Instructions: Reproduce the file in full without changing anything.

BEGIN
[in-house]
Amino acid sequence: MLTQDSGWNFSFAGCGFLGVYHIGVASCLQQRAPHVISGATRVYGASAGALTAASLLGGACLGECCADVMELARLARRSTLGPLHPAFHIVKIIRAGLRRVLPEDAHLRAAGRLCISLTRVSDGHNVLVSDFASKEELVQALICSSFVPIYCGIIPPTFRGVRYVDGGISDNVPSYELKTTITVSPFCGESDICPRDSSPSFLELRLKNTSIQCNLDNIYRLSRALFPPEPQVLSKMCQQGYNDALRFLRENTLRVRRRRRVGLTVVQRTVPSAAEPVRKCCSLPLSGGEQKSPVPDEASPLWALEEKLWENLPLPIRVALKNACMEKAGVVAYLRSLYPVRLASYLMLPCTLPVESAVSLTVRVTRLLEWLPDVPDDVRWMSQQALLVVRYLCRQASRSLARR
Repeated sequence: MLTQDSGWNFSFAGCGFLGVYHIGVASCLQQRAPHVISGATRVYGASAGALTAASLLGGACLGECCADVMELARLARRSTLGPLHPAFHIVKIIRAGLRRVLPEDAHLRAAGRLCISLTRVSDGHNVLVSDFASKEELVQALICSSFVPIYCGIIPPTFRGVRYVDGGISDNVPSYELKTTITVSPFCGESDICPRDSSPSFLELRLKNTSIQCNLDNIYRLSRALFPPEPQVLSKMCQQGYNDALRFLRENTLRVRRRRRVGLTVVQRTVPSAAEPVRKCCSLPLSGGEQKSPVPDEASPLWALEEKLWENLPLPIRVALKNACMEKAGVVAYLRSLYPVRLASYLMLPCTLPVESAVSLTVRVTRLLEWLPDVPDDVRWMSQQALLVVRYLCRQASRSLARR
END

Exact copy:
[in-house]
Amino acid sequence: MLTQDSGWNFSFAGCGFLGVYHIGVASCLQQRAPHVISGATRVYGASAGALTAASLLGGACLGECCADVMELARLARRSTLGPLHPAFHIVKIIRAGLRRVLPEDAHLRAAGRLCISLTRVSDGHNVLVSDFASKEELVQALICSSFVPIYCGIIPPTFRGVRYVDGGISDNVPSYELKTTITVSPFCGESDICPRDSSPSFLELRLKNTSIQCNLDNIYRLSRALFPPEPQVLSKMCQQGYNDALRFLRENTLRVRRRRRVGLTVVQRTVPSAAEPVRKCCSLPLSGGEQKSPVPDEASPLWALEEKLWENLPLPIRVALKNACMEKAGVVAYLRSLYPVRLASYLMLPCTLPVESAVSLTVRVTRLLEWLPDVPDDVRWMSQQALLVVRYLCRQASRSLARR
Repeated sequence: MLTQDSGWNFSFAGCGFLGVYHIGVASCLQQRAPHVISGATRVYGASAGALTAASLLGGACLGECCADVMELARLARRSTLGPLHPAFHIVKIIRAGLRRVLPEDAHLRAAGRLCISLTRVSDGHNVLVSDFASKEELVQALICSSFVPIYCGIIPPTFRGVRYVDGGISDNVPSYELKTTITVSPFCGESDICPRDSSPSFLELRLKNTSIQCNLDNIYRLSRALFPPEPQVLSKMCQQGYNDALRFLRENTLRVRRRRRVGLTVVQRTVPSAAEPVRKCCSLPLSGGEQKSPVPDEASPLWALEEKLWENLPLPIRVALKNACMEKAGVVAYLRSLYPVRLASYLMLPCTLPVESAVSLTVRVTRLLEWLPDVPDDVRWMSQQALLVVRYLCRQASRSLARR